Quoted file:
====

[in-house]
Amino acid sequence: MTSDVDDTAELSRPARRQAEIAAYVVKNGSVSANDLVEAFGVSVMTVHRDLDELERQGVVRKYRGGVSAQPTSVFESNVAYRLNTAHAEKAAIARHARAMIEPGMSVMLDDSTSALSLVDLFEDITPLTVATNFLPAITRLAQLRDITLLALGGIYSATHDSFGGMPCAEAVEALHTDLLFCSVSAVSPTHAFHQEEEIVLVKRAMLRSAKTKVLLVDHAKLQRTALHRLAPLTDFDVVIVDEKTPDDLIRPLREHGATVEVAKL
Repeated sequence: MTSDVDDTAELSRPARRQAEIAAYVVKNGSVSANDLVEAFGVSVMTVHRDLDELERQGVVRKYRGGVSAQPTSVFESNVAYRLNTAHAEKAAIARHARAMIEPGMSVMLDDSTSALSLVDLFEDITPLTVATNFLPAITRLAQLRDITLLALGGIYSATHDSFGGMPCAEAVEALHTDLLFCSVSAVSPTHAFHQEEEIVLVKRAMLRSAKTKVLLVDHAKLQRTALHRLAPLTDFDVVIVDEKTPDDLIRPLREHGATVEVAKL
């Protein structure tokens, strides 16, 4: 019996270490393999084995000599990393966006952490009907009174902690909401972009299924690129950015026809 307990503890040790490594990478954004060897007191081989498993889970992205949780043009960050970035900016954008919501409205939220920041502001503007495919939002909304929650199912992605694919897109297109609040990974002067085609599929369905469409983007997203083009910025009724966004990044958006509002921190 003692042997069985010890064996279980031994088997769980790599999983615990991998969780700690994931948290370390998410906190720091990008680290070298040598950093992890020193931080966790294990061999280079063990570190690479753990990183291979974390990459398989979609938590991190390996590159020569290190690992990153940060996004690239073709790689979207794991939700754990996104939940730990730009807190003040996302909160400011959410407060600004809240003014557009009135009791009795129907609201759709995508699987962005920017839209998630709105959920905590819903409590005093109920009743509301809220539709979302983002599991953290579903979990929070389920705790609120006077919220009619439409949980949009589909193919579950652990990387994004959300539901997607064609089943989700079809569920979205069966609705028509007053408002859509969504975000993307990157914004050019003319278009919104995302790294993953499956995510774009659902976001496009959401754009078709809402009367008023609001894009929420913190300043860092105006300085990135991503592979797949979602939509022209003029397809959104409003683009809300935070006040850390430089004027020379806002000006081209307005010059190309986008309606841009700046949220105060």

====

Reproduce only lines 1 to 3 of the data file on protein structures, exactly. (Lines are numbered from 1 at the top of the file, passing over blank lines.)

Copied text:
[in-house]
Amino acid sequence: MTSDVDDTAELSRPARRQAEIAAYVVKNGSVSANDLVEAFGVSVMTVHRDLDELERQGVVRKYRGGVSAQPTSVFESNVAYRLNTAHAEKAAIARHARAMIEPGMSVMLDDSTSALSLVDLFEDITPLTVATNFLPAITRLAQLRDITLLALGGIYSATHDSFGGMPCAEAVEALHTDLLFCSVSAVSPTHAFHQEEEIVLVKRAMLRSAKTKVLLVDHAKLQRTALHRLAPLTDFDVVIVDEKTPDDLIRPLREHGATVEVAKL
Repeated sequence: MTSDVDDTAELSRPARRQAEIAAYVVKNGSVSANDLVEAFGVSVMTVHRDLDELERQGVVRKYRGGVSAQPTSVFESNVAYRLNTAHAEKAAIARHARAMIEPGMSVMLDDSTSALSLVDLFEDITPLTVATNFLPAITRLAQLRDITLLALGGIYSATHDSFGGMPCAEAVEALHTDLLFCSVSAVSPTHAFHQEEEIVLVKRAMLRSAKTKVLLVDHAKLQRTALHRLAPLTDFDVVIVDEKTPDDLIRPLREHGATVEVAKL